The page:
As in preceding weeks, Joe led a “workshop” style class this week by demonstrating short phrases that illustrate some of the finer points of Sharp Harp, which were followed, in turn, by a group attempt to match Joe’s playing.
Keys to Success:
- During the solo you can use ornamental bending, vamps and dirty notes to create a more “bluesy” sound. Or you can keep it clean and simple and let the rhythm be the featured element.
- Be careful of unintentional bending.
- Its always important to keep your harp accompaniment volume low, so as not to conflict with other soloists. Definitely practice playing more softly than you think you need to.
- Pay very close attention to the duration of the notes. Like the sophisticated timing, note duration (legato vs. staccato) is integral to the feel that George creates in this song.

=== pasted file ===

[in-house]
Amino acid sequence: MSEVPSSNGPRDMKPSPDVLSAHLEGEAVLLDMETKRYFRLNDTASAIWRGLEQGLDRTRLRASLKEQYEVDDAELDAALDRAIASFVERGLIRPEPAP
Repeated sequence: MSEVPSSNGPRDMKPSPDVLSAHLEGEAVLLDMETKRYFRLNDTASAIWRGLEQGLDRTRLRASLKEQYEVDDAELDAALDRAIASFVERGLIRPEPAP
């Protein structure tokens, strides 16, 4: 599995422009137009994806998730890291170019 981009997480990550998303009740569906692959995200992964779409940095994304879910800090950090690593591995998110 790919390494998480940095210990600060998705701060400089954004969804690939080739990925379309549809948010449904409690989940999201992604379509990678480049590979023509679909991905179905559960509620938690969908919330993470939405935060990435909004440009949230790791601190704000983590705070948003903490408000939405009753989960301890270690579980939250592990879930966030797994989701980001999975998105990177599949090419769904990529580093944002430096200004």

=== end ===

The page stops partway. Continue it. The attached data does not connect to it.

- Overall, Joe emphasized that George’s unbelievable rhythmic precision is what makes this song so fantastic. There are many notes on the upbeat to create a kind of “anticipated rhythm”. Get it right and you sound very cool; pay less attention to it and you will sound sloppy.
- Notice the large amount of repetition in the song. It’s not a coincidence that many Little Walter songs had a lot of repetition as well. Most novice players do the exact opposite.
- Performance students - you should be nailing down your recording song now so that the next few sessions are available for refining the tune, nailing beginnings and endings and such.
The Chicago Blues Guide has a terrific review up of Shoji's new CD, New Cool Old School. Check it out!
- Al Taylor, B1 Blues Crew